Ninety-two years after Appomattox, blacks throughout the South were still being told to be patient when it came to their civil rights. But in September 1957, the Central High Nine decided their time had come, and the nine African-American teenagers from Little Rock, Arkansas, declared their intentions to enroll in an all-white high school. By attempting to enter a school door that had supposedly been opened by the US Supreme Court three years before, they nearly reignited the Civil War. Outside the school on the first day of classes, a mob of more than 1,000 arrived at the school to taunt the nine teenag- ers. Overnight, Governor Orval E. Faubus (ironically, the son of a socialist; his father gave him the middle name Eugene in honor of Eugene V. Debs) became an international figure when he called out the National Guard on the pretext that they were needed to protect the students. Instead, they prevented the nine from enrolling. When President Eisenhower later called in the US Army to disperse the protesters and to make sure the students were permitted to enroll, Faubus disdainfully called it "the military occupation of Arkansas."
Although the students were able to attend classes by the end of the month, the battle was far from over. In 1958, Faubus closed the schools rather than accept court-ordered integration. Although they were forcibly reopened in 1959, Little Rock schools wouldn't be fully integrated until 1972.
But while the adults battled each other in the courts and in the streets, inside Central High a fascinating thing happened. William Green, one of the original nine, recalled in 1962 that the white students were for the most part accepting. "The type of thing that was going on outside, people beaten, cursed, the mob hysterics and all of this going on outside...we inside the school didn't realize the problems that were occurring, and continually students were befriending us. I was amazed at this kind of attitude being shown toward the Negroes."
When Green fell behind in his physics class, several white students volunteered to lend him their notes -- a near revolu- tionary act at a time when citizens were brought up on sedi- tion charges for similar humanitarian gestures. That's not to say there weren't problems for the nine. When Minnijean Brown grew tired of the taunts and dumped a bowl of chili over the head of her chief antagonist, Brown was the one suspended. That wasn't the only incident either, but over time integration worked, in no small part because enough students -- white and black -- were determined that it would.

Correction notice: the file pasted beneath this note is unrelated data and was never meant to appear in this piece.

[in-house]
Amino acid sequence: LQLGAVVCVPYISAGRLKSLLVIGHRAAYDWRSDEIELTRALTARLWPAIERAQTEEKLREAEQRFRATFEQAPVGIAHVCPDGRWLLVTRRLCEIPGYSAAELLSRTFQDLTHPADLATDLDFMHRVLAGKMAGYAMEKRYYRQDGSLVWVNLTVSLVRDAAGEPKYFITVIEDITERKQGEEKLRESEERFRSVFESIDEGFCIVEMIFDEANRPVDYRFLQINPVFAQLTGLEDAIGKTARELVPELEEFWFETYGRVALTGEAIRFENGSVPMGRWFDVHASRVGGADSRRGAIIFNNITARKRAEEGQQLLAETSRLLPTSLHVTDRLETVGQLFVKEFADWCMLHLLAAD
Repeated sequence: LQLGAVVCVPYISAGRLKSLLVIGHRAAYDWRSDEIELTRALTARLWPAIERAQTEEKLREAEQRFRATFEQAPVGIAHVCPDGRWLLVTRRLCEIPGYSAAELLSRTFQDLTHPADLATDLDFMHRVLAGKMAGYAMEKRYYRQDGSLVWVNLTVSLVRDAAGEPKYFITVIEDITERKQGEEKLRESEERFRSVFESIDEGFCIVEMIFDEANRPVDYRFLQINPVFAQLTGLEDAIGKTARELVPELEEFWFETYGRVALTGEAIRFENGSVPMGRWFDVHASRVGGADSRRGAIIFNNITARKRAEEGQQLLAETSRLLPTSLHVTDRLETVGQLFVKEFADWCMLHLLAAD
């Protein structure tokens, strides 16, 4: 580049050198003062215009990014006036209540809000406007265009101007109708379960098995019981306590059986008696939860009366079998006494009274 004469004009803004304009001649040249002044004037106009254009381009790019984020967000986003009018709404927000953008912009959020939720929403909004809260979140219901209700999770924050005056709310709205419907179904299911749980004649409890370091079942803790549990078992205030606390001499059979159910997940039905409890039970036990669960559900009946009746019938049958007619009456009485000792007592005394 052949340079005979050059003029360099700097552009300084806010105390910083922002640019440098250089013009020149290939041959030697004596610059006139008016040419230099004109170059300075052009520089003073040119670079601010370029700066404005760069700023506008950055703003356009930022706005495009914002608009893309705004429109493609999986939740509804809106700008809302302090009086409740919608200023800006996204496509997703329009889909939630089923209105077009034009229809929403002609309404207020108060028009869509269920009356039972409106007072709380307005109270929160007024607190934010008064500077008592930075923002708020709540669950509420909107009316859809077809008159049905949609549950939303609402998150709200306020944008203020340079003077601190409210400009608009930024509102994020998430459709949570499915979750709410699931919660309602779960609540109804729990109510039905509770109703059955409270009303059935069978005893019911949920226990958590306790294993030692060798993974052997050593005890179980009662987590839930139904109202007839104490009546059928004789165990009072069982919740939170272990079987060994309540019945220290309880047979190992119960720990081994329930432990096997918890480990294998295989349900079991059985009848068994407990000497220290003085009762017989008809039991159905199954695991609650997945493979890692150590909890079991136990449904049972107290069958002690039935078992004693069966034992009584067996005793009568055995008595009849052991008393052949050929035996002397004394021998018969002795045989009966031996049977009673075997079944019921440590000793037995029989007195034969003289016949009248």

In This Pack
Desegregation, New Phase
The Nation discusses the impact that Governor Faubus's decisions regarding school integration have had on the South, the civil rights movement and on the state and national political scene. The article suggests that the end result may not be what the Governor had intended (September 28, 1957).
This Is No Tragedy
An editorial discusses President Eisenhower's decision to send federal troops to Little Rock and suggests that it was a necessary move (October 5, 1957).
Farewell to Uncle Tom
James N. Rhea | An African-American journalist travels through the South and reports that the blacks he meets are determined to overcome white resistance to the civil rights movement. If this is a surprise to many whites, he suggests it might be because most newspapers and magazines don't bother to interview blacks on the civil rights question (November 2, 1957).
Harry Golden | The author says that the South is being torn asunder unnecessarily in good part because of the silence of the majority of Southerners who do not oppose inte- gration. One key to turning the situation around is the need for courageous leadership to emerge (August 30, 1958).
The Courage of the Court
The editorial discusses the efforts of conservatives in Congress to weaken the power of the courts in the wake of several major rulings favoring desegregation (October 11, 1958).
The Brave Ones
Dan Wakefield | In a firsthand report from Little Rock, the author discusses Gover- nor Faubus's decision-making process and in contrast introduces the reader to several people who have stood up to the Governor in the wake of threats and abuse (October 11, 1958).
The Education of Earl Warren
Bradford Smith | This article looks at how the Chief Justice's progressive stance on the Supreme Court is in stark contrast with his notorious role in the forced evacuation of Japanese-Americans from their homes in California during World War II (October 11, 1958).
Little Rock and Johannesburg
Anthony Sampson | The author finds many similarities (and some surprising differences) between the lives of blacks living in segregated Little Rock and those suffering under apartheid in South Africa (January 10, 1959).
The Nation reports on recent judicial rulings that have put the clamps on the so-called "massive resistance" to integration efforts throughout the South. The article suggests that because of the courts' orders, such state-sponsored resistance may be forced to desist (January 31, 1959).